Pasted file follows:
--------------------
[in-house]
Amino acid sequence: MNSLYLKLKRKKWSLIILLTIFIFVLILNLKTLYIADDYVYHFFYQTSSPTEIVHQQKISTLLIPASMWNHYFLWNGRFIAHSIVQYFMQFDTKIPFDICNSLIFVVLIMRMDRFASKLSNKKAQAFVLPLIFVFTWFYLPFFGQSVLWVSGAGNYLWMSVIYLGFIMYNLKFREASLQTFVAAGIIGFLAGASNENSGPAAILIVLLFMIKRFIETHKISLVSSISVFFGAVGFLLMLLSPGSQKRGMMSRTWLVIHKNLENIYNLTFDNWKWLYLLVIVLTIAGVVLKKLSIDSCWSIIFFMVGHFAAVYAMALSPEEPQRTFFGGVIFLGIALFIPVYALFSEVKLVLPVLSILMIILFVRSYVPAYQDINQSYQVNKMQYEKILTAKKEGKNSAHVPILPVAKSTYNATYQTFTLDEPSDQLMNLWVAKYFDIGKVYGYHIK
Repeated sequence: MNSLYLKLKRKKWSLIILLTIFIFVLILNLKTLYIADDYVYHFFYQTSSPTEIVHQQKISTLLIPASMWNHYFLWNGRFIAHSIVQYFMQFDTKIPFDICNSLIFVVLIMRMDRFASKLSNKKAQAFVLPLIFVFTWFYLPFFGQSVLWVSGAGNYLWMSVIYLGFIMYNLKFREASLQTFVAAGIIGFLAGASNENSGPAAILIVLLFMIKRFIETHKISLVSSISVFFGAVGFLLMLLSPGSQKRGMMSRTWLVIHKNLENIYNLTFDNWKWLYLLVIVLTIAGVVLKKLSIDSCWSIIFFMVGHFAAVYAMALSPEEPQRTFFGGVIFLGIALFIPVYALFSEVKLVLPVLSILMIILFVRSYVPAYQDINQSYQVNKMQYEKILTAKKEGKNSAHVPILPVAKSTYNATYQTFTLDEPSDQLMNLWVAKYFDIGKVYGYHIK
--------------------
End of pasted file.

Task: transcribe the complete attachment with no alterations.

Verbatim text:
[in-house]
Amino acid sequence: MNSLYLKLKRKKWSLIILLTIFIFVLILNLKTLYIADDYVYHFFYQTSSPTEIVHQQKISTLLIPASMWNHYFLWNGRFIAHSIVQYFMQFDTKIPFDICNSLIFVVLIMRMDRFASKLSNKKAQAFVLPLIFVFTWFYLPFFGQSVLWVSGAGNYLWMSVIYLGFIMYNLKFREASLQTFVAAGIIGFLAGASNENSGPAAILIVLLFMIKRFIETHKISLVSSISVFFGAVGFLLMLLSPGSQKRGMMSRTWLVIHKNLENIYNLTFDNWKWLYLLVIVLTIAGVVLKKLSIDSCWSIIFFMVGHFAAVYAMALSPEEPQRTFFGGVIFLGIALFIPVYALFSEVKLVLPVLSILMIILFVRSYVPAYQDINQSYQVNKMQYEKILTAKKEGKNSAHVPILPVAKSTYNATYQTFTLDEPSDQLMNLWVAKYFDIGKVYGYHIK
Repeated sequence: MNSLYLKLKRKKWSLIILLTIFIFVLILNLKTLYIADDYVYHFFYQTSSPTEIVHQQKISTLLIPASMWNHYFLWNGRFIAHSIVQYFMQFDTKIPFDICNSLIFVVLIMRMDRFASKLSNKKAQAFVLPLIFVFTWFYLPFFGQSVLWVSGAGNYLWMSVIYLGFIMYNLKFREASLQTFVAAGIIGFLAGASNENSGPAAILIVLLFMIKRFIETHKISLVSSISVFFGAVGFLLMLLSPGSQKRGMMSRTWLVIHKNLENIYNLTFDNWKWLYLLVIVLTIAGVVLKKLSIDSCWSIIFFMVGHFAAVYAMALSPEEPQRTFFGGVIFLGIALFIPVYALFSEVKLVLPVLSILMIILFVRSYVPAYQDINQSYQVNKMQYEKILTAKKEGKNSAHVPILPVAKSTYNATYQTFTLDEPSDQLMNLWVAKYFDIGKVYGYHIK